Immune defects in the risk of infection and response to vaccination in monoclonal gammopathy of undetermined significance and multiple myeloma
- 1Department of Rheumatology and Clinical Immunology, University of Groningen, University Medical Center Groningen, Groningen, Netherlands
- 2Cancer Sciences Unit, Faculty of Medicine, University of Southampton, Southampton, UK
- 3Department of Internal Medicine and Rheumatology, Martini Hospital, Groningen, Netherlands
The plasma cell proliferative disorders monoclonal gammopathy of undetermined significance (MGUS) and malignant multiple myeloma (MM) are characterized by an accumulation of transformed clonal plasma cells in the bone marrow and production of monoclonal immunoglobulin. They typically affect an older population, with median age of diagnosis of approximately 70 years. In both disorders, there is an increased risk of infection due to the immunosuppressive effects of disease and conjointly of therapy in MM, and response to vaccination to counter infection is compromised. The underlying factors in a weakened immune response in MGUS and MM are as yet not fully understood. A confounding factor is the onset of normal aging, which quantitatively and qualitatively hampers humoral immunity to affect response to infection and vaccination. In this review, we examine the status of immune alterations in MGUS and MM and set these against normal aging immune responses. We focus primarily on quantitative and functional aspects of B-cell immunity. Furthermore, we review the current knowledge relating to susceptibility to infectious disease in MGUS and MM, and how efficacy of conventional vaccination is affected by proliferative disease-related and therapy-related factors.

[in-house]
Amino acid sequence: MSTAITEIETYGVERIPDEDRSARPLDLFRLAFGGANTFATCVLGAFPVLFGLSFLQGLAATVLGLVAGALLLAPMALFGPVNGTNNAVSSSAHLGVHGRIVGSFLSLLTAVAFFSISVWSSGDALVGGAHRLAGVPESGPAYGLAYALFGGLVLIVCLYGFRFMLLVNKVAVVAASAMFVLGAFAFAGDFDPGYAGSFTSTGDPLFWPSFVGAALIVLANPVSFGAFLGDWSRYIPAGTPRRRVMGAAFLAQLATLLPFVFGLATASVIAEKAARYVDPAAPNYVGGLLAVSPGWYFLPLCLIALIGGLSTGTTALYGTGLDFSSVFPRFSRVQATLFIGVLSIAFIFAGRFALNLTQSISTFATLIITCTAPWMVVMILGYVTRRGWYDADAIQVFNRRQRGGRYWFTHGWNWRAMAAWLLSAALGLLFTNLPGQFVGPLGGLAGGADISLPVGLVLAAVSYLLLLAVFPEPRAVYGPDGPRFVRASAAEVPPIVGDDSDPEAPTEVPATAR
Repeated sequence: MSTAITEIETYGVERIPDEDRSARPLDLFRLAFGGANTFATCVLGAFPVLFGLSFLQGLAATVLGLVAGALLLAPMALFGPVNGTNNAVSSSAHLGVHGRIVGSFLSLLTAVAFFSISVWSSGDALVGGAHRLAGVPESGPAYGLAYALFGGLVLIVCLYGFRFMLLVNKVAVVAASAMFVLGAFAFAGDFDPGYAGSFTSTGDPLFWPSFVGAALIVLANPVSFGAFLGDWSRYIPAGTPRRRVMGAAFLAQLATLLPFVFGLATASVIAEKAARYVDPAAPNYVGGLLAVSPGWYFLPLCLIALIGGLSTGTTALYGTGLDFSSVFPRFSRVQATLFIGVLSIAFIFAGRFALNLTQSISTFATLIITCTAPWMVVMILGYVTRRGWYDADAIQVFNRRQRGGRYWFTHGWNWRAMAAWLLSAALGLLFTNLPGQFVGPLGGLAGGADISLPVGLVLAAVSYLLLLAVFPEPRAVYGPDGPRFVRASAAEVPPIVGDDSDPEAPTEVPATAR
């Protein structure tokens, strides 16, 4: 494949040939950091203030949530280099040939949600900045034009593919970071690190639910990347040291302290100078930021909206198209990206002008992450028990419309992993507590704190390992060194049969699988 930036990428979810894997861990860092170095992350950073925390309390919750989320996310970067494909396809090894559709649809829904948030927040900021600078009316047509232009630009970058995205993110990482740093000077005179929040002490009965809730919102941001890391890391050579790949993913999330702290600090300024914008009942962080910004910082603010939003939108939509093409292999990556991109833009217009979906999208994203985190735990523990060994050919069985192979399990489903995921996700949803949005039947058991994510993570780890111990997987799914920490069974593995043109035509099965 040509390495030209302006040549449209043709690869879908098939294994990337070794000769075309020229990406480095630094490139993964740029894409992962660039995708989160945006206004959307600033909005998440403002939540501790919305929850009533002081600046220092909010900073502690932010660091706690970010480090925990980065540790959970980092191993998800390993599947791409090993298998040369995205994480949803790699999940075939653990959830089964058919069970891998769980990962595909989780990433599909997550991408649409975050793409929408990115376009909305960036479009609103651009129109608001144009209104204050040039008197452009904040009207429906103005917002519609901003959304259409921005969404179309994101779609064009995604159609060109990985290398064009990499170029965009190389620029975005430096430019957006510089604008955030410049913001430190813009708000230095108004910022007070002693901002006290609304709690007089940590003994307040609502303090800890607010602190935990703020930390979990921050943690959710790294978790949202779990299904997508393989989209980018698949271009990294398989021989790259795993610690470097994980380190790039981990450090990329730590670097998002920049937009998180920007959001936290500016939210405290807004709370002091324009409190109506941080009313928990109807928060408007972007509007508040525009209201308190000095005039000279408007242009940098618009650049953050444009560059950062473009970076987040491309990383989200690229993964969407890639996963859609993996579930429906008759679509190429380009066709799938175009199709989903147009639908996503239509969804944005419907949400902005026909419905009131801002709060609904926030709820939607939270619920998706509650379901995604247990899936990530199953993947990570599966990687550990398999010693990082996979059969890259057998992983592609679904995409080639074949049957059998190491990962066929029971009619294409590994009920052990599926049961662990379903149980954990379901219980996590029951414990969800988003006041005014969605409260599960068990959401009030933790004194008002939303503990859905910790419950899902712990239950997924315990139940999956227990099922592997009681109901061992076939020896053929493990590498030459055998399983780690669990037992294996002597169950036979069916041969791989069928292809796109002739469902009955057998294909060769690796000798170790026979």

Keywords: MGUS, multiple myeloma, infections, immune defects, vaccination
Citation: Tete SM, Bijl M, Sahota SS and Bos NA (2014) Immune defects in the risk of infection and response to vaccination in monoclonal gammopathy of undetermined significance and multiple myeloma. Front. Immunol. 5:257. doi: 10.3389/fimmu.2014.00257
Received: 25 February 2014; Accepted: 18 May 2014;
Published online: 03 June 2014.
Edited by:Harry W. Schroeder, University of Alabama at Birmingham, USA
Reviewed by:Biao Zheng, Baylor College of Medicine, USA; University of Texas Medical School, USA
Stamatis-Nick Liossis, University of Patras Medical School, Greece
Copyright: © 2014 Tete, Bijl, Sahota and Bos. This is an open-access article distributed under the terms of the Creative Commons Attribution License (CC BY). The use, distribution or reproduction in other forums is permitted, provided the original author(s) or licensor are credited and that the original publication in this journal is cited, in accordance with accepted academic practice. No use, distribution or reproduction is permitted which does not comply with these terms.
*Correspondence: Nicolaas A. Bos, Department of Rheumatology and Clinical Immunology, University of Groningen, University Medical Center Groningen, PO Box 30.001, Groningen 9700 RB, Netherlands e-mail: email@example.com
†Surinder S. Sahota and Nicolaas A. Bos – Joint Senior Authors.